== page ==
Home for the Holidays

My Memories of Hanukkah

By Susan Braverman

Hanukkah began at sundown on Tuesday, December 12 and ends today – Wednesday, December 20. During Hanukkah, each day, a candle is lit on a special menorah (candle holder) called “hanukkiyah.” The special ninth candle, traditionally the centre candle, is the “shammash” (servant candle) and is used to light the other candles. The menorah is often placed in the front window, displayed for others to see, and to remember the story of Hanukkah.

Image Source: Michele Westmorland / Getty Images

Hanukkah is the Jewish festival of lights marking the rededication of the second Jewish temple in Jerusalem, which took place during the 160s BCE. Hanukkah lasts for eight days and is the Hebrew word for “dedication.” It begins on the 25th day of Kislev, which is the month in the Jewish calendar usually occurring around the same time as December.

Growing up with a Jewish father, I can remember many special times celebrating Hanukkah. My dad came from a large family, and although I was not raised in the Jewish faith, I grew up being a part of many lavish gatherings full of friends and neighbours. Those who didn’t have family would join us – rabbis, shoemakers and doctors alike – to share the joy and peace of Hanukkah. My dad’s extended family, including first, second, and third cousins would fly in from all parts of Canada and the US, and on the first night, my aunt’s or uncle’s house would be bustling with joy, laughter, love, and warmth. Even though I didn’t know many of the people, I felt so loved by these strangers. We were family.

Me and my dad, Jack Braverman. This picture was taken in 2016 at my parents’ 50th wedding anniversary party.

The Story of Hanukkah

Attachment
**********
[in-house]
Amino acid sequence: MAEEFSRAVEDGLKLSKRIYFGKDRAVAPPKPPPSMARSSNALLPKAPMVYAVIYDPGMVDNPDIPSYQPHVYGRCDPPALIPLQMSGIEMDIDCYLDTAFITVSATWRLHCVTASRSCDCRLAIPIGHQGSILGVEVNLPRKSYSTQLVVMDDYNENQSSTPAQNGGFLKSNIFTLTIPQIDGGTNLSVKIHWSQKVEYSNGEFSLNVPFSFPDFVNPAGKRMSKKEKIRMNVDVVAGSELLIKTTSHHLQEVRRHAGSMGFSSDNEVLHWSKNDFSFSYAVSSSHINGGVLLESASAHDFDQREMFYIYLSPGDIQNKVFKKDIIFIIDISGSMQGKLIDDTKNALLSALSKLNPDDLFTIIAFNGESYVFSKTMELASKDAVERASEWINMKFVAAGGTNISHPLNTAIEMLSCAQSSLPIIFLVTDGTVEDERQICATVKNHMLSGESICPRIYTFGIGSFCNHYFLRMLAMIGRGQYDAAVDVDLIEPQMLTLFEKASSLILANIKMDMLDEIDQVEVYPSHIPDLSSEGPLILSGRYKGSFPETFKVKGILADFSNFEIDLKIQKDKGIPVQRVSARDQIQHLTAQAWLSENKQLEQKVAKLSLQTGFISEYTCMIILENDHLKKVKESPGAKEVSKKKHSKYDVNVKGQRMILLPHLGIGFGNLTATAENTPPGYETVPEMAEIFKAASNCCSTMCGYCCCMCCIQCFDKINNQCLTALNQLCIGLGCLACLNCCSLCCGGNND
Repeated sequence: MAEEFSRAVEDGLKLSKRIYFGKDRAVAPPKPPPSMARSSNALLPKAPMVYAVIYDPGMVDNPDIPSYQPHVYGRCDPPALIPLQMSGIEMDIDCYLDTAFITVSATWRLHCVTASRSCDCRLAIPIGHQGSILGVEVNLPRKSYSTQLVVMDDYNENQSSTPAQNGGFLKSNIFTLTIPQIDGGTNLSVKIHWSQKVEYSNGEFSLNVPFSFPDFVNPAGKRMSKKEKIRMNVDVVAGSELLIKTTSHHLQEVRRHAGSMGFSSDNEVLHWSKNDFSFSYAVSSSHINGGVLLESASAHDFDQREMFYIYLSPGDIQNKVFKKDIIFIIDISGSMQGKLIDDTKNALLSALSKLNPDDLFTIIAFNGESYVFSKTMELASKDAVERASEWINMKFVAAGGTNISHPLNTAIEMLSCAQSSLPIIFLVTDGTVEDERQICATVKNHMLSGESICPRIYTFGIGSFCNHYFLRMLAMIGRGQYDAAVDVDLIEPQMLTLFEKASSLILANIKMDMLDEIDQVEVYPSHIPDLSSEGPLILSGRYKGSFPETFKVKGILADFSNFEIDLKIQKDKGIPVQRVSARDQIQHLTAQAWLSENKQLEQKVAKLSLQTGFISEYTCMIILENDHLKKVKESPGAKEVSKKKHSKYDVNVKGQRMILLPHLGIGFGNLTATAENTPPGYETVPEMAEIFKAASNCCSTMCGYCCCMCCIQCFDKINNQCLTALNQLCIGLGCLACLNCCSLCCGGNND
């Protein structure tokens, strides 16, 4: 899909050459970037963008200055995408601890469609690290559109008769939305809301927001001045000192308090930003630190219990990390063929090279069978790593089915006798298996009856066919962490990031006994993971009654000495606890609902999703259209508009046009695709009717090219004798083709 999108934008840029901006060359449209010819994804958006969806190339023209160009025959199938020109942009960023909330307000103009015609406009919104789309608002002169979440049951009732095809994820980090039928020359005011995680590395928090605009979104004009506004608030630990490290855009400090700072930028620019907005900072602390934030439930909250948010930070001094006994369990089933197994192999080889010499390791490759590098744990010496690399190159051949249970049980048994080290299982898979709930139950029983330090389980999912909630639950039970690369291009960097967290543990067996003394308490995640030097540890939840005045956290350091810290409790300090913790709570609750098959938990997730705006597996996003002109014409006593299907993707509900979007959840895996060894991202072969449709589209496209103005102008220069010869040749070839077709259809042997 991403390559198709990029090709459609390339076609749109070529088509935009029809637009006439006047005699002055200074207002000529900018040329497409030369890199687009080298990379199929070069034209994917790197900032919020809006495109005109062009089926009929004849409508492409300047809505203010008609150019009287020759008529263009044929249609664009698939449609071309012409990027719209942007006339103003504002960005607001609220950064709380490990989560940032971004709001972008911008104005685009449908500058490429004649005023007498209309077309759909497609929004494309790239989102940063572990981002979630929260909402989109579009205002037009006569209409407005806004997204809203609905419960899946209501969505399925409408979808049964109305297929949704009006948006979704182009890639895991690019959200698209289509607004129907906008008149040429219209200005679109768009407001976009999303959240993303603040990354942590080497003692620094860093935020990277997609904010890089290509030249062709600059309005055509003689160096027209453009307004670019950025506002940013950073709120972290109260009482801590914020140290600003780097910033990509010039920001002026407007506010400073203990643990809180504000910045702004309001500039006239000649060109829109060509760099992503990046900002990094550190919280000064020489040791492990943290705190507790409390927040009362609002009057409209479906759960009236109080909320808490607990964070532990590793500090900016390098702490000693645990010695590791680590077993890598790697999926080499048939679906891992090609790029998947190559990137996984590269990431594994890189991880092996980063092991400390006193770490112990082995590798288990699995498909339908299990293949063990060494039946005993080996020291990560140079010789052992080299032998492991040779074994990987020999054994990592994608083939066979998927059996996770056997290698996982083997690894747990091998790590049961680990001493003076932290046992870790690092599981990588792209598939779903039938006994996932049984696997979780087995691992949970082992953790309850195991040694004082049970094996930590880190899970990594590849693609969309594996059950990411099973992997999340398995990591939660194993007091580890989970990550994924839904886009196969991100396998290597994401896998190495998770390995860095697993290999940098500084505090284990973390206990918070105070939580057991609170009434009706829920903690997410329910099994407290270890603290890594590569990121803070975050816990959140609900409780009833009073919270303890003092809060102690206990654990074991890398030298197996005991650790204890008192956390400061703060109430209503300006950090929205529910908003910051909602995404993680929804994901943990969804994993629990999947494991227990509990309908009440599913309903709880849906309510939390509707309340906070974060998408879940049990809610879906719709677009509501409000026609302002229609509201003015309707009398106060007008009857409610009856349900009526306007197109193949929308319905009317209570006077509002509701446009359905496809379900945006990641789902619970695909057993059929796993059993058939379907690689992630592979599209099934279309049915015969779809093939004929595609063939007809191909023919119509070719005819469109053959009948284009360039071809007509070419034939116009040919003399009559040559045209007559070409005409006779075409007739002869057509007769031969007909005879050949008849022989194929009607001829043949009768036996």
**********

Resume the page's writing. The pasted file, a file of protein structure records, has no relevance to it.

During the time of the second temple, the Holy Land was ruled by the Seleucid Empire, which robbed the Jews and set up idols in the temple. No one could take a stand against them until Mattityahu and his sons drove them out. The Hanukkah lights are reminders of the great miracle, that a small group of Jews were able to overpower the mighty Seleucid army. Even greater was the miracle of the oil. The Seleucid Empire had contaminated the oil in the temple, but the Maccabees (the Jewish warriors), found one single jar that had been untouched. Though this oil was only enough to burn for one day, the warriors lit it as an expression of respect for God, and it miraculously burned for eight days.

Image Source: Wikipedia

Hanukkah Today
During the Jewish festival of lights, gifts are often given on each night. It’s a time gathering with friends and family to play games and celebrate. One popular game is “dreidel”, which is a four- sided top with a letter on each side. The four letters reflect “Nes Gadol Hayah Po.” Translated to English, this phrase means, “A great miracle happened here.” Each player places a coin in a pot and spins the top. The letter signifies how much or how little of the pot is won during each round. The importance of the oil in the Hanukkah story is remembered by preparing and sharing fried foods like “latkes” (potato pancakes) and “sufganiyot” (jam-filled doughnuts).

Image Source: Fuse / Getty Images

Happy Hanukkah! L’chaim!

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